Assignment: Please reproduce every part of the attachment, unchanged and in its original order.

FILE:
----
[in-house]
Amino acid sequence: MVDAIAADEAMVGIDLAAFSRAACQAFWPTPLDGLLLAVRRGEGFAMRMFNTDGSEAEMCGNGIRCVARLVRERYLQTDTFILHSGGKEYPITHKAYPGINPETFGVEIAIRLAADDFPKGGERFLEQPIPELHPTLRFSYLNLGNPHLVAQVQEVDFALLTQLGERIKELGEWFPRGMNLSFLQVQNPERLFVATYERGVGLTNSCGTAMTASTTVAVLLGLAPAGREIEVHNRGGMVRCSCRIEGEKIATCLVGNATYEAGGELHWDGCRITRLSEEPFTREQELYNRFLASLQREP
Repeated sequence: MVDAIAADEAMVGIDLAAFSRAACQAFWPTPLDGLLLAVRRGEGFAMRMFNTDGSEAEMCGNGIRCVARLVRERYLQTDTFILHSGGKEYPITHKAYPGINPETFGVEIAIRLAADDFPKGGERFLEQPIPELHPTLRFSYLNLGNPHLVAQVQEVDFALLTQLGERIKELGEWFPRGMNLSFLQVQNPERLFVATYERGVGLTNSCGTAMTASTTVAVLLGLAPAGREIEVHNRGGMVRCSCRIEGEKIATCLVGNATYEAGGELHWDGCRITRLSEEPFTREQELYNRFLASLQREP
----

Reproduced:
[in-house]
Amino acid sequence: MVDAIAADEAMVGIDLAAFSRAACQAFWPTPLDGLLLAVRRGEGFAMRMFNTDGSEAEMCGNGIRCVARLVRERYLQTDTFILHSGGKEYPITHKAYPGINPETFGVEIAIRLAADDFPKGGERFLEQPIPELHPTLRFSYLNLGNPHLVAQVQEVDFALLTQLGERIKELGEWFPRGMNLSFLQVQNPERLFVATYERGVGLTNSCGTAMTASTTVAVLLGLAPAGREIEVHNRGGMVRCSCRIEGEKIATCLVGNATYEAGGELHWDGCRITRLSEEPFTREQELYNRFLASLQREP
Repeated sequence: MVDAIAADEAMVGIDLAAFSRAACQAFWPTPLDGLLLAVRRGEGFAMRMFNTDGSEAEMCGNGIRCVARLVRERYLQTDTFILHSGGKEYPITHKAYPGINPETFGVEIAIRLAADDFPKGGERFLEQPIPELHPTLRFSYLNLGNPHLVAQVQEVDFALLTQLGERIKELGEWFPRGMNLSFLQVQNPERLFVATYERGVGLTNSCGTAMTASTTVAVLLGLAPAGREIEVHNRGGMVRCSCRIEGEKIATCLVGNATYEAGGELHWDGCRITRLSEEPFTREQELYNRFLASLQREP